Commercial Due Diligence – Organic Food

Commercial Due Diligence – Organic Food

Commercial Due Diligence Case Study

A leading Chinese organic food brand in the making?

Strategic due diligence is about understanding whether or not a target is positioned to win. It is a strategic exercise that not only requires an understanding of the target company, but also of the external decision makers that will shape its future, including customers and competitors. Strategic due diligence is the foundation for post-investment value creation.

In this case, our client needed to decide how to proceed with an investment into an organic food company in Northeast China.

  • China-based private equity investor evaluating an investment in a private Chinese company producing, processing and marketing organic grains and beans (the ‘Target’)
  • Target was seeking funds to secure long-term supply of organic produce, develop its two brands, and enter new markets across China
  • Client needed to understand if the Target had an appropriate strategy and the capability to execute it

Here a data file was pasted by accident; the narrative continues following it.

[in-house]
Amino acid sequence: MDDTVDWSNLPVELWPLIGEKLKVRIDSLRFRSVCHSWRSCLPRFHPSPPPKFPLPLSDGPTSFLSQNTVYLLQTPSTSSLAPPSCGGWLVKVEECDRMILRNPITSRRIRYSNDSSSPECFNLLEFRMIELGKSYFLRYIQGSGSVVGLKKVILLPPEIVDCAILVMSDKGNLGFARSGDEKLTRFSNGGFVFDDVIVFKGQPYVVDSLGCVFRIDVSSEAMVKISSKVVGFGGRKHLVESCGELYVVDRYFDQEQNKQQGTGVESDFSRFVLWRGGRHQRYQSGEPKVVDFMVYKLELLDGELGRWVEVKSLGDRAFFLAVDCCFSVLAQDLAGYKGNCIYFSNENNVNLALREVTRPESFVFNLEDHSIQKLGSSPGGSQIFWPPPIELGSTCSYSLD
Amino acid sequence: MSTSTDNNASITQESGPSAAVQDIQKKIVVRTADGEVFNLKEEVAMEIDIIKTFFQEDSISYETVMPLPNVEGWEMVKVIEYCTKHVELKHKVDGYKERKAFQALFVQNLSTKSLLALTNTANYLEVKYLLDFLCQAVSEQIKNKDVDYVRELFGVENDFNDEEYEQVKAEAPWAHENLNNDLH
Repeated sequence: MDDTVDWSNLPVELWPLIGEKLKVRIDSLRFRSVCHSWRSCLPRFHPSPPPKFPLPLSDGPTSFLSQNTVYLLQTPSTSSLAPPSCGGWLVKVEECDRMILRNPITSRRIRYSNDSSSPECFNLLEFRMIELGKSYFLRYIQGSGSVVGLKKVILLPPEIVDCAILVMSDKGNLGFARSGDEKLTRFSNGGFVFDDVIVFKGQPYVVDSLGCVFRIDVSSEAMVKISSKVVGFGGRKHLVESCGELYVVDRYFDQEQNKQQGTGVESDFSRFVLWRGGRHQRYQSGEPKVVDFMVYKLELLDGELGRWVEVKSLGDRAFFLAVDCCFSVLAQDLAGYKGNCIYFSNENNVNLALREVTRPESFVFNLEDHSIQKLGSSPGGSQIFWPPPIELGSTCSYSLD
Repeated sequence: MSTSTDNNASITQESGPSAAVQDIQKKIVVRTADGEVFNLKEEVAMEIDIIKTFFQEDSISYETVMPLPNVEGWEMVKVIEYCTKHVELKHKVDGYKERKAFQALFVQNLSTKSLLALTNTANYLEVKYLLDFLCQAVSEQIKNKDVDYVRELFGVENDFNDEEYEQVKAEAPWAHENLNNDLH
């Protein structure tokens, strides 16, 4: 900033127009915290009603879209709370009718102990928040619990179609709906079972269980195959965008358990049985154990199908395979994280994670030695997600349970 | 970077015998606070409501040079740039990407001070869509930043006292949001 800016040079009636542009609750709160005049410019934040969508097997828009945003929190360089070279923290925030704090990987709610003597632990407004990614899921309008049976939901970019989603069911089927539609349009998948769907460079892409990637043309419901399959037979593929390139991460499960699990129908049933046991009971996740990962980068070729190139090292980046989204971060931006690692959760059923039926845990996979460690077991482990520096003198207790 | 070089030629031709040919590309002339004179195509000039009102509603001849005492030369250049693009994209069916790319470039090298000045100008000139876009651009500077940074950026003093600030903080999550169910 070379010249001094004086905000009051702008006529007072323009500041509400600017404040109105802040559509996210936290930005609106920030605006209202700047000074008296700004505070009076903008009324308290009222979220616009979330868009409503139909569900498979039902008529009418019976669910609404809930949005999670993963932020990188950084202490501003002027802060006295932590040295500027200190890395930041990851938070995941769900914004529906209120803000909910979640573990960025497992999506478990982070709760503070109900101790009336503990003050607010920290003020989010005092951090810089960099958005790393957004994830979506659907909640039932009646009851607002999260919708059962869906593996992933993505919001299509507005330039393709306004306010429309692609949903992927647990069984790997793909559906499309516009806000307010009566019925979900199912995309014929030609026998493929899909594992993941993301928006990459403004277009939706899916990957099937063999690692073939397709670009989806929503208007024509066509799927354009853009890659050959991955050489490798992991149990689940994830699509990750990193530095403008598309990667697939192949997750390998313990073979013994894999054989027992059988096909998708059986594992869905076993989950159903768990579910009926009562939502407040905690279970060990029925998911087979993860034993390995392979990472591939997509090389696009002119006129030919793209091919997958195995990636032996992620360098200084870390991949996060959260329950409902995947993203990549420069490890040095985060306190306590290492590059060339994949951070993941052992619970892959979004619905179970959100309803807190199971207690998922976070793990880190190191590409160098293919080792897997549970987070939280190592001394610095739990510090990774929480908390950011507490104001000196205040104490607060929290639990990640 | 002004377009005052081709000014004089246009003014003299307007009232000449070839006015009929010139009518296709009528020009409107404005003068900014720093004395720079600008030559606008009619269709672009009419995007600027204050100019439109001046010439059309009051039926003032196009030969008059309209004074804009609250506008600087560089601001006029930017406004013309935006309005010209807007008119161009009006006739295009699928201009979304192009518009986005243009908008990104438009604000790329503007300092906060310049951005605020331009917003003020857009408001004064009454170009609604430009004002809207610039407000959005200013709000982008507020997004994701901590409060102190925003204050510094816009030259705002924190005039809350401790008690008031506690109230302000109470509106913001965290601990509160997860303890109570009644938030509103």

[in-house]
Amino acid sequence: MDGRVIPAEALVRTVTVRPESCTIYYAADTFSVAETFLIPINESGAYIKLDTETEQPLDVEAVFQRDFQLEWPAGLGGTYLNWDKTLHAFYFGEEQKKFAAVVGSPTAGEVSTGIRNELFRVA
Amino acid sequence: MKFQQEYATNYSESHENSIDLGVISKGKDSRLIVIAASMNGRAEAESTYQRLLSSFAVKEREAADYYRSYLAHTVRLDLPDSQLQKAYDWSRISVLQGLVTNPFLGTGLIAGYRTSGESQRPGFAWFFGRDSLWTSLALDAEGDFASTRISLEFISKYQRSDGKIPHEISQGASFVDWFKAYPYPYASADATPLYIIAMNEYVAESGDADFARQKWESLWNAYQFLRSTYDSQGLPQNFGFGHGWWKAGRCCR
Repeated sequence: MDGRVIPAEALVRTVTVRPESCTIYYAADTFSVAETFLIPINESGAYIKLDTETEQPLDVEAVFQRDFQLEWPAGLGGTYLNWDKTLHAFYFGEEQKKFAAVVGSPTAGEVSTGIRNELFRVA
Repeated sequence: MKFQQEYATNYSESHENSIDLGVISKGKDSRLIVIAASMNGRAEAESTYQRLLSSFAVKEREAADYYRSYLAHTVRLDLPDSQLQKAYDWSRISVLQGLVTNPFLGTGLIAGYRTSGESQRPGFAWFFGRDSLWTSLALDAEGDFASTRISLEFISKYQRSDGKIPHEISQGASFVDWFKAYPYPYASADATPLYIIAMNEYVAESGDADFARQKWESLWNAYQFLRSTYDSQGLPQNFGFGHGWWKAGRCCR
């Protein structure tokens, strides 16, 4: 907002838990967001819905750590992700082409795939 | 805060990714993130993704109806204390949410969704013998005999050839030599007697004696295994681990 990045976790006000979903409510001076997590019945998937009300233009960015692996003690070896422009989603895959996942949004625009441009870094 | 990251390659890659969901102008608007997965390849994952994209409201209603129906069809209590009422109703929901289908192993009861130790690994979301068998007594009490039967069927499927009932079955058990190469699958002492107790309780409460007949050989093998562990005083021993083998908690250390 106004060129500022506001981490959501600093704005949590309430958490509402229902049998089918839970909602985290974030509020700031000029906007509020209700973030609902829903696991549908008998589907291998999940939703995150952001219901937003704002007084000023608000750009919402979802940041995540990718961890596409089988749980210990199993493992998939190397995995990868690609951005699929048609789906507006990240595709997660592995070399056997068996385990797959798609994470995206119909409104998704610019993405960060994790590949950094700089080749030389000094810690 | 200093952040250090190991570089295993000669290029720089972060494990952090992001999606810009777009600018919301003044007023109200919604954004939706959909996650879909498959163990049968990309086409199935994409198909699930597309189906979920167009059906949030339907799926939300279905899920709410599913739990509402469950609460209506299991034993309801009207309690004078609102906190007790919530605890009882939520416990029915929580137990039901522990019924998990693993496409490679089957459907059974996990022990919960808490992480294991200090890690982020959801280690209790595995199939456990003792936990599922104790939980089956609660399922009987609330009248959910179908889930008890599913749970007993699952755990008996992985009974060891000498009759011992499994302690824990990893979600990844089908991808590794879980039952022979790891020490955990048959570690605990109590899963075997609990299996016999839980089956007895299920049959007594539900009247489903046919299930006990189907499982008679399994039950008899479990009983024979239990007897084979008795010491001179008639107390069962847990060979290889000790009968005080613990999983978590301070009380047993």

Stenvall Skoeld’s approach included determining:
  • Industry and market segment attractiveness
  • Suitability and achievability of the Target’s strategy
  • Strength of the Target’s brands
 Our research and analysis included:
  • In-depth management interviews, production and processing site visits
  • Interviews along the Target’s value chain (e.g. distributors, R&D partners)
  • Brand assessment and benchmarking of organic foods brands in three Chinese cities, including in-store analysis at leading supermarkets and interviews with store attendants and customers
  • Analysis of financial and commercial information provided by the Target


  • While industry analysis showed strong future growth prospects for organic food in China, the due diligence revealed that the Target’s brands were weaker than our client had expected:
    • Only a small proportion of sales came from products sold in supermarkets; a large share of sales was in the form of gift boxes sold to corporate buyers, for which relationship, not brand, was a key driver of sales.
    • The brand assessment showed that awareness of the Target’s brands was low.
  • Since the scalability of the Target’s business model depended on its products winning on supermarket shelves across China, this realization was troubling.
  • Management due diligence also showed a lack of team members with experience building consumer brands.
  • Armed with a more realistic view of the Target’s strengths and weaknesses, the Client revised its valuation and also changed the structure of its investment. The Client also decided it would have to play a more active role post-investment.